A LARGE crowd turned up at a seafood stall in Sin Ming Road yesterday for one last taste of their favourite Teochew dishes cooked by chef Wu Ling Wu.
It was the last day of business for Ah Orh Seafood (Sin Ming Road), which Mr Wu, who is retiring, has run for 23 years.
Since news surfaced earlier this month that it was closing, customers have been showing up in droves. Mr Wu even had to extend his closing time from 9pm to 10.45pm.
"I want to make sure all my customers are served," said the 65-year-old last night.
"This is the last time I will cook for them."
Yesterday, some patrons reached the coffeeshop at 4pm to reserve a table, even though Mr Wu started cooking only at 5.30pm. A two-hour wait did not deter other patrons from joining the queue.
Among the early birds were food consultant Violet Oon, who arrived at 4.50pm to get a seat. Like many, she ordered traditional Teochew dishes such as steamed pomfret and cold crab.
"It's hard to find such authentic Teochew food in a bustling coffeeshop atmosphere.
"The ingredients are very fresh, especially the pomfret," added the 65-year-old, who discovered the place 12 years ago and has been a regular since.
"I had to make one last pilgrimage before it closes."
For secretary Irene Lim, having lunch at Ah Orh yesterday was not enough - she turned up with her husband and two daughters for dinner as well.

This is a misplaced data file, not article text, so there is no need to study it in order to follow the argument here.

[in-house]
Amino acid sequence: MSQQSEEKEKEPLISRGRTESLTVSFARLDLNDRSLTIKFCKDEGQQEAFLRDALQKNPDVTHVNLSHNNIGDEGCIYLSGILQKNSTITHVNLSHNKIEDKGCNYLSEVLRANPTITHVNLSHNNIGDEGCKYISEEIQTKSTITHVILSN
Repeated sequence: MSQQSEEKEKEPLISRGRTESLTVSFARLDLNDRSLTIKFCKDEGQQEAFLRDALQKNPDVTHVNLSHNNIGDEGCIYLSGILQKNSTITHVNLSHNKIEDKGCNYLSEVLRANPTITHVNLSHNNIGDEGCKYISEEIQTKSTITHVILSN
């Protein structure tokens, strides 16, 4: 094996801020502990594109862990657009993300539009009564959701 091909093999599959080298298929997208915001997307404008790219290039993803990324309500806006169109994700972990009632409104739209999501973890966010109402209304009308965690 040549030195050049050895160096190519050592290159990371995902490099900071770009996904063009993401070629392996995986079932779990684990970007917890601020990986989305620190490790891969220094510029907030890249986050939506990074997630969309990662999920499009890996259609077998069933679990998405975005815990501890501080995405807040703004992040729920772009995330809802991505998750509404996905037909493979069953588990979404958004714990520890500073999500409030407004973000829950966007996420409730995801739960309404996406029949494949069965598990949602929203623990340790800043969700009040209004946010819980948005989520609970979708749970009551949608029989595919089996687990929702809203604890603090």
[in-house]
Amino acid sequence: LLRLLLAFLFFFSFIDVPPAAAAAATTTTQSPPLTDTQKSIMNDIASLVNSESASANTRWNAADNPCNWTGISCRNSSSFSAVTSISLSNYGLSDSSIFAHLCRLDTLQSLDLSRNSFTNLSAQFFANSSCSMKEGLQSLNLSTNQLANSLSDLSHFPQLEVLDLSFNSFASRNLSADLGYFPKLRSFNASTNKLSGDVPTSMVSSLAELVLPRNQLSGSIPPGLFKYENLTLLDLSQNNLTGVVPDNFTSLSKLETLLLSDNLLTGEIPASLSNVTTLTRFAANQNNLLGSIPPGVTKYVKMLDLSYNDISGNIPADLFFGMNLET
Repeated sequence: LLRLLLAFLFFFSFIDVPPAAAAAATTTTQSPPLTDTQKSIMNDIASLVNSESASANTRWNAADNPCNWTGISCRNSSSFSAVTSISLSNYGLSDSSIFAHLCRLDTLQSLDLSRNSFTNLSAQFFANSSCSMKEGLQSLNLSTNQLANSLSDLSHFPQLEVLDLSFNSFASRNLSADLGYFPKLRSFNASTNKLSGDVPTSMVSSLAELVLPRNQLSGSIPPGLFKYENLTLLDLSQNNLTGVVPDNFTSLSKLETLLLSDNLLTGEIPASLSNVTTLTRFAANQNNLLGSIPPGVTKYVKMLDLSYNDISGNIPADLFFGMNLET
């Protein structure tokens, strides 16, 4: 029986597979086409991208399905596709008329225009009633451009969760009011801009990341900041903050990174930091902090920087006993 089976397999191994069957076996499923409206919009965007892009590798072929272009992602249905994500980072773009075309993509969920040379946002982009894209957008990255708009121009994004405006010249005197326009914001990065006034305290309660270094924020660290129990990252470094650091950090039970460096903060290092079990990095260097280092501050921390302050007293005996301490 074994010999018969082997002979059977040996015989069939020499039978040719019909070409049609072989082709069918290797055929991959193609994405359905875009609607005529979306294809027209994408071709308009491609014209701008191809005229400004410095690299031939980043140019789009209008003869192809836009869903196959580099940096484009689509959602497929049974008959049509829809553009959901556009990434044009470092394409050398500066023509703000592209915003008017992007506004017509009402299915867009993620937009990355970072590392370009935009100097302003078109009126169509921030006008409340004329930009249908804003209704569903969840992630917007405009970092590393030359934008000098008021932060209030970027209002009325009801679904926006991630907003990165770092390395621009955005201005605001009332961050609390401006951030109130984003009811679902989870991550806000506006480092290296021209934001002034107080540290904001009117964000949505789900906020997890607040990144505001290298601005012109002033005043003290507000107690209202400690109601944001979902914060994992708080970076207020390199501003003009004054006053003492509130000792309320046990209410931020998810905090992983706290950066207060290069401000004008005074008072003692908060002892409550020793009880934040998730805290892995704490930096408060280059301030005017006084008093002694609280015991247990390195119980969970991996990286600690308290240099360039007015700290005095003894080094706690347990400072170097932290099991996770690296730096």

"The food here simply has wok hei," she said, referring to the slightly charred taste in food cooked over a strong fire.
Despite the roaring business, Mr Wu decided to close shop because he wanted to retire.
Seven staff, including Mr Wu and his wife and three daughters, served hundreds of people each day. "You can imagine how hectic it is daily," he told The Straits Times. "I'm tired - it's time for a rest."
Mr Wu learnt to cook traditional Teochew dishes from his father, who ran a food stall around Chinatown in the 1950s.
One special recipe, hardly seen in other restaurants, is a "double-cooked fish" - fresh fish is first deep-fried and then braised in a creamy leek sauce with pork fat.
Although second daughter Xiu Fang, 27, has learnt to cook almost all the dishes, Mr Wu believes running the business is too demanding and his children alone "would not be able to handle it".
Mr Wu's older brother, Mr Wu Ling Zhen, 67, runs a restaurant by the same name in Bukit Merah, which is not closing. It serves similar dishes.
While patrons lament the loss of the Sin Ming stall's authentic Teochew cuisine, the Wus are looking forward to a family holiday.
"Maybe to Korea or Taiwan," said eldest daughter Mei Fang, 29.
"But we've been so busy lately that I've hardly had time to go online and look at air tickets."